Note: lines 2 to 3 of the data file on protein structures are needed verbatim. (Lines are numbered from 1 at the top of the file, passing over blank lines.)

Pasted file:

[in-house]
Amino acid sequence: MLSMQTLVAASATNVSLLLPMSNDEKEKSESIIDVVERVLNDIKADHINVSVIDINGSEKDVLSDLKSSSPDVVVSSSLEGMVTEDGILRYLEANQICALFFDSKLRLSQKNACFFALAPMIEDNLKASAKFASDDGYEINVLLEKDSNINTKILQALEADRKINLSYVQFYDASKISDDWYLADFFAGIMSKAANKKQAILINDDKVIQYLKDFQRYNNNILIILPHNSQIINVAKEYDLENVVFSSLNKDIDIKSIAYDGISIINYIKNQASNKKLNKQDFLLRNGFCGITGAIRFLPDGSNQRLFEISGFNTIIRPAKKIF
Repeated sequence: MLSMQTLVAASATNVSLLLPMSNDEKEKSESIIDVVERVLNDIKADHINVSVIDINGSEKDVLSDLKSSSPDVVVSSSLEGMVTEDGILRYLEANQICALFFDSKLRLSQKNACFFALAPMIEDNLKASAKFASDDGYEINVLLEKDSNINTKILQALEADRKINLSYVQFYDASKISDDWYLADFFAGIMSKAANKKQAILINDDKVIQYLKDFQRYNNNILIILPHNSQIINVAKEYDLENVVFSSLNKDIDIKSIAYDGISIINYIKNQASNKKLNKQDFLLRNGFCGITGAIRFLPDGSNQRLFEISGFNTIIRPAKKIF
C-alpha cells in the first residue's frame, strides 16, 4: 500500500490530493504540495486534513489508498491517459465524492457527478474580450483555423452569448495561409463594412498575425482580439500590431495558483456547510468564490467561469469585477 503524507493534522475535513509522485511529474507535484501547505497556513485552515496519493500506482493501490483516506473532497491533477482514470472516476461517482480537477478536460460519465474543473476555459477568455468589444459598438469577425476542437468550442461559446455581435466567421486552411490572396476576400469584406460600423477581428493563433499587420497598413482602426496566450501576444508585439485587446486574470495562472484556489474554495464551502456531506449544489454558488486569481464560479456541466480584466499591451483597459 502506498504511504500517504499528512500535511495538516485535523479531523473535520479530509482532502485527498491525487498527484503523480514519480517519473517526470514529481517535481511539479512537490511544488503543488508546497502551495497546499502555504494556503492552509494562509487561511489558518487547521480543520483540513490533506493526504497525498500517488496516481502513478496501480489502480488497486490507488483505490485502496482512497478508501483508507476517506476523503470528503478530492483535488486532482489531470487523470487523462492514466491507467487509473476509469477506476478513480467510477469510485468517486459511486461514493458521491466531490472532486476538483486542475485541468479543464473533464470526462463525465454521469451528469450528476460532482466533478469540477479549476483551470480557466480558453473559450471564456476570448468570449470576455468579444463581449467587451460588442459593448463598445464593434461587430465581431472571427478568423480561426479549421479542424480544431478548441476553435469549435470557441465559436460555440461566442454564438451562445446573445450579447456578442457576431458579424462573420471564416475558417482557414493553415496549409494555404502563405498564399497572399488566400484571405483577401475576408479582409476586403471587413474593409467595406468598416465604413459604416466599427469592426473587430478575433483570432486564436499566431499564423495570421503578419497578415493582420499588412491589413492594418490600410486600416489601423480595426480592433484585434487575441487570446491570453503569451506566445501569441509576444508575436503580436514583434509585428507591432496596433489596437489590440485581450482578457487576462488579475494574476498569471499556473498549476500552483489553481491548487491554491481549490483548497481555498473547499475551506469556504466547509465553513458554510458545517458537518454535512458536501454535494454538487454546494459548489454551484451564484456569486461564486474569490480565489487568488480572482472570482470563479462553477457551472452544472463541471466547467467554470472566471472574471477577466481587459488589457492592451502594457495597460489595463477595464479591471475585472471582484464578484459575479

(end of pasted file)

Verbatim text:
Amino acid sequence: MLSMQTLVAASATNVSLLLPMSNDEKEKSESIIDVVERVLNDIKADHINVSVIDINGSEKDVLSDLKSSSPDVVVSSSLEGMVTEDGILRYLEANQICALFFDSKLRLSQKNACFFALAPMIEDNLKASAKFASDDGYEINVLLEKDSNINTKILQALEADRKINLSYVQFYDASKISDDWYLADFFAGIMSKAANKKQAILINDDKVIQYLKDFQRYNNNILIILPHNSQIINVAKEYDLENVVFSSLNKDIDIKSIAYDGISIINYIKNQASNKKLNKQDFLLRNGFCGITGAIRFLPDGSNQRLFEISGFNTIIRPAKKIF
Repeated sequence: MLSMQTLVAASATNVSLLLPMSNDEKEKSESIIDVVERVLNDIKADHINVSVIDINGSEKDVLSDLKSSSPDVVVSSSLEGMVTEDGILRYLEANQICALFFDSKLRLSQKNACFFALAPMIEDNLKASAKFASDDGYEINVLLEKDSNINTKILQALEADRKINLSYVQFYDASKISDDWYLADFFAGIMSKAANKKQAILINDDKVIQYLKDFQRYNNNILIILPHNSQIINVAKEYDLENVVFSSLNKDIDIKSIAYDGISIINYIKNQASNKKLNKQDFLLRNGFCGITGAIRFLPDGSNQRLFEISGFNTIIRPAKKIF